Why the wisest thing Gujarat could have done for its students was to deviate from the Right To Education act.

Posted by    | Mar 31, 2014 in Governance



We are fond of quoting the fact that India is a young country with young aspirations. It’s no mean fact that India is projected to become the youngest country in the entire world by 2020 . A third of the country is below the age of 18, while another third is in the age group 18-35 and is projected to decide the fate of the nation in the upcoming election by constituting 50% of the total voting population of the country. While issues like wide unemployment and low employability remain keyto this segment, perhaps the wholescale destruction of the Indian education systemandthe upcoming demographic disaster is not getting as much attention as it deserves.

There are two main programmes for evaluating learning outcomes in Indian schools. The first is the Programme for International Student Assessment (PISA), an international assessment conducted every three years. India participated in the 2009 round and came last in Science and second last in the world in Reading and Math. Other Asian countries like China and Korea led from the top. Experts estimated that an Indian Class VIII student is at the same level as a South Korean Class III student in math abilities or a Class II student from Shanghai when it comes to Reading skills.

Such abysmal performance should have sent the alarm bells ringing in the Indian education system, but the Indian government did the only thing they seem to know best, refuse to participate anymore in such surveys andsaying “the tests don’t conform to our sensibilities”. No doubt the exposure of the utter failure of the Indian education system while the government is trumpeting acts like Right to Education (RTE) doesn’t appeal to the sensibilities of the United Progressive Alliance. As the popular saying goes, there remains a difference between acts and action.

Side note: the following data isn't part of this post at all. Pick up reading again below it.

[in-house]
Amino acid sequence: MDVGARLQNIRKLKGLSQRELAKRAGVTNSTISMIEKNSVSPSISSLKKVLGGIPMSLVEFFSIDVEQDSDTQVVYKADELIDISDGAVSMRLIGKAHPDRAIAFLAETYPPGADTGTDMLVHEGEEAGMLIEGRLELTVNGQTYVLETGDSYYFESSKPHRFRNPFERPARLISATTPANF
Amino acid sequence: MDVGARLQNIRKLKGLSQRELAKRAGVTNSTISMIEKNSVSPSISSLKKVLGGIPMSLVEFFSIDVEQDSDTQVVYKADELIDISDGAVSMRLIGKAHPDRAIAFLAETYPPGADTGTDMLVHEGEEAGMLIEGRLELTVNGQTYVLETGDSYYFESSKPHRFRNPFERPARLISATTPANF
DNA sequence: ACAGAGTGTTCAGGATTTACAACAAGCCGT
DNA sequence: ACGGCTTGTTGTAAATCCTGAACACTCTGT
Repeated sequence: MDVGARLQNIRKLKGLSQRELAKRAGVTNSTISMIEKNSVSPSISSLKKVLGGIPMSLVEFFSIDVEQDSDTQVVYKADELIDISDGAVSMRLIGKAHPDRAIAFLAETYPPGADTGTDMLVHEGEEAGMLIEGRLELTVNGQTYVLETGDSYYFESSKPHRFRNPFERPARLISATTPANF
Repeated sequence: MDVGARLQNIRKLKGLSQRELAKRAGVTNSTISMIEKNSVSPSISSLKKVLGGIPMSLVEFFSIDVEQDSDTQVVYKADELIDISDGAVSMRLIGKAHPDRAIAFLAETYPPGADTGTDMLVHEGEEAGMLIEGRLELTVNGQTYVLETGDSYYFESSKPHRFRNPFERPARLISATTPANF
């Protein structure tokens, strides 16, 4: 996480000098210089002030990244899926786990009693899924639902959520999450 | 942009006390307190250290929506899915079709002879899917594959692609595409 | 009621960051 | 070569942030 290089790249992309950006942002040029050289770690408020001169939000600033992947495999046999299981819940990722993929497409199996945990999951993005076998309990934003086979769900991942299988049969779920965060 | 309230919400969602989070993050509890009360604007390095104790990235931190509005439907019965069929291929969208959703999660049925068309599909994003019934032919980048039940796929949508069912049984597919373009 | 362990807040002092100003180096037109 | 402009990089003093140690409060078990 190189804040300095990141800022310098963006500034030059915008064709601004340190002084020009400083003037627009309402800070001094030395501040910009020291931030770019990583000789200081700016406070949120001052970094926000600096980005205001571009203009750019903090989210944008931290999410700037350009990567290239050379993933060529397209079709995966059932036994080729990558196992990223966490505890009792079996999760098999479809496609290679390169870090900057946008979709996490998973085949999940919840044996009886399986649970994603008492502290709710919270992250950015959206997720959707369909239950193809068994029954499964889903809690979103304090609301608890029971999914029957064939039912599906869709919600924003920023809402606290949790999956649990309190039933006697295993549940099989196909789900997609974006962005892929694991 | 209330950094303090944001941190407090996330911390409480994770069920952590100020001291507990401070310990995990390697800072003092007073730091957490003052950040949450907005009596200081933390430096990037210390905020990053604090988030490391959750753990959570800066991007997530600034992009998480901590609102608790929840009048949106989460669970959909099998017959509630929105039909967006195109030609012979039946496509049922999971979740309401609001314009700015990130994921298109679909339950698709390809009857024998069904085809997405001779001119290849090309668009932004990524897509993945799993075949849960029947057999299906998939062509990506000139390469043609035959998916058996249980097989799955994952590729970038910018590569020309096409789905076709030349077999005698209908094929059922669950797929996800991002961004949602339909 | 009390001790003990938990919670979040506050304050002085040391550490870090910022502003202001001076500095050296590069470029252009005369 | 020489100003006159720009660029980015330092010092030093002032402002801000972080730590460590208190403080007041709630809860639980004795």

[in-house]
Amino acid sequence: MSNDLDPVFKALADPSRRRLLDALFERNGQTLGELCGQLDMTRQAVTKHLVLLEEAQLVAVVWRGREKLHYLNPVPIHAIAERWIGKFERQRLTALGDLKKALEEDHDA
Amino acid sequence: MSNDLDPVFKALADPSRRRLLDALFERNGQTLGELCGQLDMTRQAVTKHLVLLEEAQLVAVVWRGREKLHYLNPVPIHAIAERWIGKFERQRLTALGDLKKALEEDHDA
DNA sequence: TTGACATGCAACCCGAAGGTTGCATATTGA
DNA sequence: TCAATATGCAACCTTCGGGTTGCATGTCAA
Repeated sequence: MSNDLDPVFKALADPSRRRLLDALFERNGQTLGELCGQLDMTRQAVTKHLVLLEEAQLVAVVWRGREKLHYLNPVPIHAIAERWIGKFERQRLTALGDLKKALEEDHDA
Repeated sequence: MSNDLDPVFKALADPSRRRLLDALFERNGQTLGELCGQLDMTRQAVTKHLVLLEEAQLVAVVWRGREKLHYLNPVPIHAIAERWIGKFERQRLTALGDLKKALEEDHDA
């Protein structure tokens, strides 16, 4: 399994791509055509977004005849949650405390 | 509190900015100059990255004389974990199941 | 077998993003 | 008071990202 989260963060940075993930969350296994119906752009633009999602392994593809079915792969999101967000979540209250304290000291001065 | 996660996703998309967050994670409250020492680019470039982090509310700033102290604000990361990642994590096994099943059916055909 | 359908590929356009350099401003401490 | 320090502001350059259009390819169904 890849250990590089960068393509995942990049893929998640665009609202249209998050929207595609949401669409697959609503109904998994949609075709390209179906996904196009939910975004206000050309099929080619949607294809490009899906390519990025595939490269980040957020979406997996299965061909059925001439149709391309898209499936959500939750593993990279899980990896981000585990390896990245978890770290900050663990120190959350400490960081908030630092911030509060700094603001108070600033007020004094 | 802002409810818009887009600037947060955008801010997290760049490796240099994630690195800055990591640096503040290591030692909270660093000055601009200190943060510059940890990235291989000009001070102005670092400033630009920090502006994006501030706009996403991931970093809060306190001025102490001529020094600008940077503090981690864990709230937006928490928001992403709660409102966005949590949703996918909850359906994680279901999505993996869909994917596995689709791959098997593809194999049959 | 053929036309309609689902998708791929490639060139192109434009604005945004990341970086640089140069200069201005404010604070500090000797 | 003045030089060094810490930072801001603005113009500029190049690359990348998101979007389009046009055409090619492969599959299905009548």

Thankfully, a second annual survey, the Annual Status of Education Report (ASER) is available to assess the performance of a school system which seems to be focused on acting like an ostrich burying its head in the sand after sensing upcoming danger. ASER evaluates student performance and its latest 2013 report (released by Montek Singh Ahluwalia), shows that only 54% of Class V rural school kids could even read at a Class II level in 2010. This number further deteriorated to 47% in 2013. So not only are our kids the last in the world, they are getting worse and rapidly so (perhaps a good time to start an imaginary dilapidated country with which we compare ourselves against and feel better). The numbers are even worse for government schools (50% versus 41% of Class V kids being able to read at the Class II level in 10 versus 13 respectively) and only the maintenance of learning outcomes by private schools tempers the utter disaster that is the Indian education system.

The reason behind this disaster is something every Indian can understand easily, the concept of “paisa vasool” or accountability & incentives. In other words, Peter Drucker’s advice of “if you can’t measure it, you can’t improve it” is worth listening to. UPA’s RTE focuses on building and infrastructure standards but misses on one thing the education system is setup for “learning”. In addition, it also forces well performing, low cost private schools to shut if they don’t measure up to infrastructure standards set up by Delhi’s babus(estimates are upto 18 lakh children will see their private schools closed due to RTE. There is no focus on learning outcomes in an Act which claims to provide education. As Willima Wadhwa, Director, Statistics of ASER Centre puts it, “both incentives and accountability are completely missing from the public school system” .

The contrast is stark when one looks at states like Gujarat which deviated from the RTE Act, and gave 85% weightage to student learning outcomes and only 15% to inputs like facilities and teachers’ qualifications. The impact in terms of outcomes is stark, with the percentage of Class V students reading at the Class II level or above rising from 46% to 51% in four years (as opposed to the reverse trend at the national level). Additionally both government and private schools are improving by laying focus on learning outcomes rather than peripheral infrastructure.

Full Report

It’s important to note that lack of adoption of solutions which focus on outcomes is putting the future of the entire nation at peril. It’s time the middle third of the country (18-35 age group) takes focused action to ensure a future for themselves and the younger third of the country.It’s time to move away from symbolic legislation which proclaims to educate, to a system which puts its money where its mouth is and focuses on schooling not just school buildings.